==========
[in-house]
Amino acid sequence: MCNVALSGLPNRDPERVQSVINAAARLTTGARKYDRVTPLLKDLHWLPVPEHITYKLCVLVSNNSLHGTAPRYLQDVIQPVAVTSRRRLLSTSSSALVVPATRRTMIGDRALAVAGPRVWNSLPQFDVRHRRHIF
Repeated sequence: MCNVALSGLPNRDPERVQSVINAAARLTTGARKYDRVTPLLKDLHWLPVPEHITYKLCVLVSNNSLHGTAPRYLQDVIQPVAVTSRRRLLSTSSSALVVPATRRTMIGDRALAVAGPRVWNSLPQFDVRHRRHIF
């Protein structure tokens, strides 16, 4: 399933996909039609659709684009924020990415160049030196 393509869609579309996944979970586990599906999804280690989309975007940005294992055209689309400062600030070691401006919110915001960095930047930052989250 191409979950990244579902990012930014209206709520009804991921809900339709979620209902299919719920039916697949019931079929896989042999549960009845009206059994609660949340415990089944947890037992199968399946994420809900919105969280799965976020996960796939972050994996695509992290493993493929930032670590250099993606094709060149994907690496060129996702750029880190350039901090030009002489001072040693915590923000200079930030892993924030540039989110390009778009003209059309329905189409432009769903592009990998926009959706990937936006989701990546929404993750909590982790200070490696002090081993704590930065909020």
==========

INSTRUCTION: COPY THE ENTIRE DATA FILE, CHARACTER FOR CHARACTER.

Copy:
[in-house]
Amino acid sequence: MCNVALSGLPNRDPERVQSVINAAARLTTGARKYDRVTPLLKDLHWLPVPEHITYKLCVLVSNNSLHGTAPRYLQDVIQPVAVTSRRRLLSTSSSALVVPATRRTMIGDRALAVAGPRVWNSLPQFDVRHRRHIF
Repeated sequence: MCNVALSGLPNRDPERVQSVINAAARLTTGARKYDRVTPLLKDLHWLPVPEHITYKLCVLVSNNSLHGTAPRYLQDVIQPVAVTSRRRLLSTSSSALVVPATRRTMIGDRALAVAGPRVWNSLPQFDVRHRRHIF
């Protein structure tokens, strides 16, 4: 399933996909039609659709684009924020990415160049030196 393509869609579309996944979970586990599906999804280690989309975007940005294992055209689309400062600030070691401006919110915001960095930047930052989250 191409979950990244579902990012930014209206709520009804991921809900339709979620209902299919719920039916697949019931079929896989042999549960009845009206059994609660949340415990089944947890037992199968399946994420809900919105969280799965976020996960796939972050994996695509992290493993493929930032670590250099993606094709060149994907690496060129996702750029880190350039901090030009002489001072040693915590923000200079930030892993924030540039989110390009778009003209059309329905189409432009769903592009990998926009959706990937936006989701990546929404993750909590982790200070490696002090081993704590930065909020």